Intensive Care Medicine

, Volume 14, Issue 5, pp 538–546

Effects of positive end-expiratory pressure on hyaline membrane formation in a rabbit model of the neonatal respiratory distress syndrome

  • B. K. Sandhar
  • D. J. Niblett
  • E. P. Argiras
  • M. S. Dunnill
  • M. K. Sykes
Original Articles

DOI: 10.1007/BF00263527

Cite this article as:
Sandhar, B.K., Niblett, D.J., Argiras, E.P. et al. Intensive Care Med (1988) 14: 538. doi:10.1007/BF00263527

Abstract

Sixteen rabbits were anaesthetized and subjected to saline lavage of the lungs to produce surfactant deficiency. This resulted in an arterial oxygen tension of less than 12 kPa on 100% inspired oxygen and an inflection point on the pressure-volume curve at a pressure of 8–12 mmHg. After lavage the animals were randomly assigned to receive either conventional mechanical ventilation (CMV) with a positive end-expiratory pressure (PEEP) of 1–2 mmHg (group I —low PEEP) or CMV with PEEP equal to the inflection point pressure (group II — high PEEP). Mean airway pressures were kept at 14–16 mmHg in both groups by increasing the inspiratory: expiratory time ratios in the low PEEP group. The 5-h protocol was completed by 4 animals in group I and 6 animals in group II, early death usually being associated with a metabolic acidosis. On 100% oxygen, the mean PaO2 at 2-h post-lavage was 15.2±8.3 kPa in group I and 39.6±21.8 kPa in group II. Group I had much lower end-expiratory lung volumes (3.0±1.5 ml above FRC) than group II (34.9±12.2 ml above FRC). Histological examination of the lungs revealed significantly less hyaline membrane formation in group II (p=0.001). Thus, the prevention of alveolar collapse by the use of high PEEP levels appears to reduce lung damage in this preparation.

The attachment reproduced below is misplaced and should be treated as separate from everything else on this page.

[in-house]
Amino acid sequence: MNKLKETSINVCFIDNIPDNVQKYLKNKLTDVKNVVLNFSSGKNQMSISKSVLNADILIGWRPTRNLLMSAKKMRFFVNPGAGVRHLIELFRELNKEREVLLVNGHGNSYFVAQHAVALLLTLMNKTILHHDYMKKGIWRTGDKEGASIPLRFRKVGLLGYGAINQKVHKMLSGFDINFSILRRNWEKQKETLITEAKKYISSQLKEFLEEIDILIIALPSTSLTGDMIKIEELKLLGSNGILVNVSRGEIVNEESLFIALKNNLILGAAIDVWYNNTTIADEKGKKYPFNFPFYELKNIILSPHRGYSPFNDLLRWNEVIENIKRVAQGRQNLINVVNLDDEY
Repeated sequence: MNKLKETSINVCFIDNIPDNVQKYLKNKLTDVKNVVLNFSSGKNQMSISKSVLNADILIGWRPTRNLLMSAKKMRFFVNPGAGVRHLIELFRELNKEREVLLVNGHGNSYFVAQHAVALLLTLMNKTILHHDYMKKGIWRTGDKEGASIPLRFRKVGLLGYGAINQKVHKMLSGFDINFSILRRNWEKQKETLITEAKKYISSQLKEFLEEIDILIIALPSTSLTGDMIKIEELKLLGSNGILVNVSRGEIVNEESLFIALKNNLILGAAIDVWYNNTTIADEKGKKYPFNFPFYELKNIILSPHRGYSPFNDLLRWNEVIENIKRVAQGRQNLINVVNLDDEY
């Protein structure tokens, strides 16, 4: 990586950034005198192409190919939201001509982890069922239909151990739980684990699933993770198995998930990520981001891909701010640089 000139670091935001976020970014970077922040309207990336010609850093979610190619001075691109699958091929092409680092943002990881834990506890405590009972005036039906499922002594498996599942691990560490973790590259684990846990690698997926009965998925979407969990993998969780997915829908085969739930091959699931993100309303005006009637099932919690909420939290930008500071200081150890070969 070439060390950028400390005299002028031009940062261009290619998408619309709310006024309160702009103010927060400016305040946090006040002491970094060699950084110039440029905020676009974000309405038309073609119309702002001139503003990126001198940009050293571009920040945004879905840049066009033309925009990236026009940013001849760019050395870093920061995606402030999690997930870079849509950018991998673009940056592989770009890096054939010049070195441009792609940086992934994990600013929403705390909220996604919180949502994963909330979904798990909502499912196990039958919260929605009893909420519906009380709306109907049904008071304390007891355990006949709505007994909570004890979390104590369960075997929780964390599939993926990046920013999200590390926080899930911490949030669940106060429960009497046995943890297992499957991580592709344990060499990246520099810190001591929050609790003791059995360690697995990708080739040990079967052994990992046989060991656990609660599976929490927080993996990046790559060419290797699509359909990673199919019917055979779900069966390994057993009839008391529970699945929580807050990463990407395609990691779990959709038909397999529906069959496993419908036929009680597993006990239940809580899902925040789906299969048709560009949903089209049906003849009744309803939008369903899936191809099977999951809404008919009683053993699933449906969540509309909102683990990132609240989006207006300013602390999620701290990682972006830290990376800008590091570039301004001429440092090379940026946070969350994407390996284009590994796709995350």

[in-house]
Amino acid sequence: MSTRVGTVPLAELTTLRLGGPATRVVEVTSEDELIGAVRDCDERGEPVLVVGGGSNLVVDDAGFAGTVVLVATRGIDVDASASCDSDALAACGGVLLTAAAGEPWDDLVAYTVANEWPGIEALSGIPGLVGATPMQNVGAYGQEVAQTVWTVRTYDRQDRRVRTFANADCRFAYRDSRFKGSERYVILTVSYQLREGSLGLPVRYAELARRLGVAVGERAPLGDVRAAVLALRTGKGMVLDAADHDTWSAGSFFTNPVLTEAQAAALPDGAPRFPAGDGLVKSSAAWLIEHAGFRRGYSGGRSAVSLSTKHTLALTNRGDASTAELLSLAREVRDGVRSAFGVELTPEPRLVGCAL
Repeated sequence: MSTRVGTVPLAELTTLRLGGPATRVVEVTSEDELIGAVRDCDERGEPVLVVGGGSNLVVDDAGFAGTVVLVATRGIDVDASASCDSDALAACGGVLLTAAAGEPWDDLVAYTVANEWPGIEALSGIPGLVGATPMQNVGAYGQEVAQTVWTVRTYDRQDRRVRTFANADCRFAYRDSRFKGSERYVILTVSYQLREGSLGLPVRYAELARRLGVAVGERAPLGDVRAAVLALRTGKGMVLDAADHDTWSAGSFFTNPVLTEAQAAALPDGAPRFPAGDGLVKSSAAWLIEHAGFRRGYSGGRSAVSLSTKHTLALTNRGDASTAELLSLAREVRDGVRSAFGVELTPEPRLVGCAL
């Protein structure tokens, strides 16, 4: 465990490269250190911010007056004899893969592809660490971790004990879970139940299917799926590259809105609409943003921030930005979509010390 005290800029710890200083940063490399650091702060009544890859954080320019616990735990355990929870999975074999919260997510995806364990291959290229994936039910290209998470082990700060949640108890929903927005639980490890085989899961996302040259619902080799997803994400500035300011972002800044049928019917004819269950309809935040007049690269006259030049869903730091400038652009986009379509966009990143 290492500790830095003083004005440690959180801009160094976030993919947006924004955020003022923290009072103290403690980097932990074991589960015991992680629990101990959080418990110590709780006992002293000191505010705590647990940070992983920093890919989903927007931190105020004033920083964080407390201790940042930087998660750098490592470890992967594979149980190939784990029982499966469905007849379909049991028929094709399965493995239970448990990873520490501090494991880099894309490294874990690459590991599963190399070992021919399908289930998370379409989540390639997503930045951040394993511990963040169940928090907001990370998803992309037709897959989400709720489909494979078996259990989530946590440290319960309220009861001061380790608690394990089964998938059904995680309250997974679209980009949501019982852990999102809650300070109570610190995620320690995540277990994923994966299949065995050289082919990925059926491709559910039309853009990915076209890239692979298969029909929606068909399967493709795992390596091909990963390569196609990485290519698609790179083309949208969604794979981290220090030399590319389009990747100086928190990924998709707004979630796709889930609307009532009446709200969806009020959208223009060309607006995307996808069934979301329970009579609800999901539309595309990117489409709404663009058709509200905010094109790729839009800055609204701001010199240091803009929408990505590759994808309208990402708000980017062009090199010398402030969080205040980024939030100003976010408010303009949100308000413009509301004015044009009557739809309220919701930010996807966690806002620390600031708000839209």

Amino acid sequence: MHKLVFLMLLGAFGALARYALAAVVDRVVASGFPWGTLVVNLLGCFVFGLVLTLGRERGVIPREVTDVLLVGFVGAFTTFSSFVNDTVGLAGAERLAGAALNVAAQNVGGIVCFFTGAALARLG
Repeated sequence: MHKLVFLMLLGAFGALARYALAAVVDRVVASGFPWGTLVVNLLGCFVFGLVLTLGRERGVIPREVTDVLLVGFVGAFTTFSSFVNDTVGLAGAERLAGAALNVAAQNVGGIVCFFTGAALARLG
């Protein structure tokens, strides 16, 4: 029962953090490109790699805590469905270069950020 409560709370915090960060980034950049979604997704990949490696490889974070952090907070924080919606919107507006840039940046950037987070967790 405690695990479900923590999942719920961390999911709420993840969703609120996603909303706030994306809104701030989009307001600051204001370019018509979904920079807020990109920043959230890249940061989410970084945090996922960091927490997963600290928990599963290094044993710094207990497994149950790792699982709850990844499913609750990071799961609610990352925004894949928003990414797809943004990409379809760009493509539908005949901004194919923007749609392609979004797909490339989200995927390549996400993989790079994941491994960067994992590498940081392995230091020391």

Key words

Mechanical ventilationPositive end-expiratory pressureHyaline membranes

Copyright information

© Springer-Verlag 1988

Authors and Affiliations

  • B. K. Sandhar
    • 1
  • D. J. Niblett
    • 1
  • E. P. Argiras
    • 1
  • M. S. Dunnill
    • 2
  • M. K. Sykes
    • 1
  1. 1.Nuffield Department of AnaestheticsRadcliffe InfirmaryOxfordUK
  2. 2.Department of HistopathologyJohn Radcliffe HospitalOxfordUK